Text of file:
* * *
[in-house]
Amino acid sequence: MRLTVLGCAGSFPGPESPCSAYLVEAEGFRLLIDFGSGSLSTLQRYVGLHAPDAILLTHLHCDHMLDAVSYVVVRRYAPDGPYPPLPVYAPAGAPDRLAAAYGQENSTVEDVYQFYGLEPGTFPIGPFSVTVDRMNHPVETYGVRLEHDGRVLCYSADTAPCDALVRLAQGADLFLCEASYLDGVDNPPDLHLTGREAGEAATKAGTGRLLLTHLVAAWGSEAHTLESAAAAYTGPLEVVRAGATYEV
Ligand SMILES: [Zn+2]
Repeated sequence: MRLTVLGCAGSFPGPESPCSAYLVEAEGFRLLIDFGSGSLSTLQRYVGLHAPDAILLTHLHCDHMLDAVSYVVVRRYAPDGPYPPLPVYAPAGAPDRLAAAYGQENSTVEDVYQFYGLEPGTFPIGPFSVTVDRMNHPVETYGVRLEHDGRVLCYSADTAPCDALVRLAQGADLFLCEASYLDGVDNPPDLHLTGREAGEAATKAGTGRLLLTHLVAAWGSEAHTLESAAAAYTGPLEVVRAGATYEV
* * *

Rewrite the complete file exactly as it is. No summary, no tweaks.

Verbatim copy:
[in-house]
Amino acid sequence: MRLTVLGCAGSFPGPESPCSAYLVEAEGFRLLIDFGSGSLSTLQRYVGLHAPDAILLTHLHCDHMLDAVSYVVVRRYAPDGPYPPLPVYAPAGAPDRLAAAYGQENSTVEDVYQFYGLEPGTFPIGPFSVTVDRMNHPVETYGVRLEHDGRVLCYSADTAPCDALVRLAQGADLFLCEASYLDGVDNPPDLHLTGREAGEAATKAGTGRLLLTHLVAAWGSEAHTLESAAAAYTGPLEVVRAGATYEV
Ligand SMILES: [Zn+2]
Repeated sequence: MRLTVLGCAGSFPGPESPCSAYLVEAEGFRLLIDFGSGSLSTLQRYVGLHAPDAILLTHLHCDHMLDAVSYVVVRRYAPDGPYPPLPVYAPAGAPDRLAAAYGQENSTVEDVYQFYGLEPGTFPIGPFSVTVDRMNHPVETYGVRLEHDGRVLCYSADTAPCDALVRLAQGADLFLCEASYLDGVDNPPDLHLTGREAGEAATKAGTGRLLLTHLVAAWGSEAHTLESAAAAYTGPLEVVRAGATYEV